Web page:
Something beautiful trapped by forces beyond its control is the basis for the Butterfly Project, an art installation that was on view at the Bullock Texas State History Museum through Jan. 13, 2017. It’s a companion piece to State of Deception: The Power of Nazi Propaganda, an exhibit created by the United States Holocaust Memorial Museum that explores how the Nazis used propaganda to convince people in Germany to support their extremist messages. Alexandra Robinson, associate professor of Art, tapped students in her Visual Studies classes to team up on the installation.

Student presenting her idea on the projector.
Student looking at diagram of the installation on paper.
Associate Professor of Art Alexandra Robinson speaking to students.

Working individually and in teams, students researched and developed seven designs for the art installation. They gave oral and written presentations of their concepts to the museum’s administrative staff and supported their proposals with detailed schematics and 3-dimensional models. One design was chosen. Over the next eight months, the students joined forces to refine, create and display the final installation.

Close up of hand colored butterfly cutouts.
Two students sorting the cut out butterflies.
Student hot gluing butterflies.
Student arranging the cut out butterflies.
Students laying out yellow butterflies on the ground.

For the exhibit, six 40-foot fabric panels painted with a navy blue gradient hang in a circle inside the rotunda of the museum. The exterior of each panel is embellished with yellow butterflies printed with the Mourner’s Kaddish (a Jewish prayer of mourning) in gold ink and representing the power and hope of those who stand against hate. On the inside of the panels, about 5,000 paper butterflies decorated by children throughout Texas are attached. The children’s butterflies represent their pledge to be a voice against intolerance.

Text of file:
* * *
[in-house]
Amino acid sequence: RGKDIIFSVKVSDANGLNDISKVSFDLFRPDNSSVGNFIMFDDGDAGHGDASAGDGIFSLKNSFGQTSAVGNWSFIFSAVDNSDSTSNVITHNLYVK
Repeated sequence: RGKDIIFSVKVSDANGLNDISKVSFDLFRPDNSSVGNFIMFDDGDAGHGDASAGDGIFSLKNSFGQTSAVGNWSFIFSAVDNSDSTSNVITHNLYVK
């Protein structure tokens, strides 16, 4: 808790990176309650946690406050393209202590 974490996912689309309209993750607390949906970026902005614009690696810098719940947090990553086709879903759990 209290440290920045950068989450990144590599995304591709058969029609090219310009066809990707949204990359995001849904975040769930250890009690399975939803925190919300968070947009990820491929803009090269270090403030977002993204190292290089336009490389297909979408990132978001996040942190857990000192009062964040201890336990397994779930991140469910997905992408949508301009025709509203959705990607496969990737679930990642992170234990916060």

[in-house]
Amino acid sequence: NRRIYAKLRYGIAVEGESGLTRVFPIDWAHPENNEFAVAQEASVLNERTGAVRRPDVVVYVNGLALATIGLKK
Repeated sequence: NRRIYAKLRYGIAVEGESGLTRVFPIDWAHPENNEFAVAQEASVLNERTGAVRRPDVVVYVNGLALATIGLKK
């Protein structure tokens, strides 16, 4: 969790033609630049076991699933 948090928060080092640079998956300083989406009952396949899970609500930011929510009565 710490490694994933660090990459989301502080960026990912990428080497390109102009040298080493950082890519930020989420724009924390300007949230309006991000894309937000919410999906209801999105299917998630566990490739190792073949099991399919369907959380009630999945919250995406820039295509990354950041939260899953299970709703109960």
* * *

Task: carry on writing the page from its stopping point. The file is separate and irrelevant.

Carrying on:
For Ana-Michelle DeSantiago ’17, having her concept chosen for the installation, and the help of her classmates to perfect the design, has made her feel “more optimistic” about her abilities and potential. Lexi Brown ’18 echoes the positive effects of working on a large-scale exhibit for the public. "It has raised my confidence to work in design and art installation,” she says.

Kate Betz, associate director of Education at the Bullock Texas State History Museum, says that one of the goals of the exhibit is to provide children with the tools to foster tolerance. “The Butterfly Project hopes to show it is possible to create a world in which hate cannot flourish,” she says. “Students and children who created butterflies will see how their small piece became part of a bigger whole and how a single action can be a part of something greater.”

Chloe Curiel ’19 helped with the project’s design. “I want people to see how we turned a tragedy into something creative and visually beautiful,” she says. “Being a part of this project gave me a glimpse of how artists are able to channel their emotions into something others can find meaning and hope in.” 

By Erica Quiroz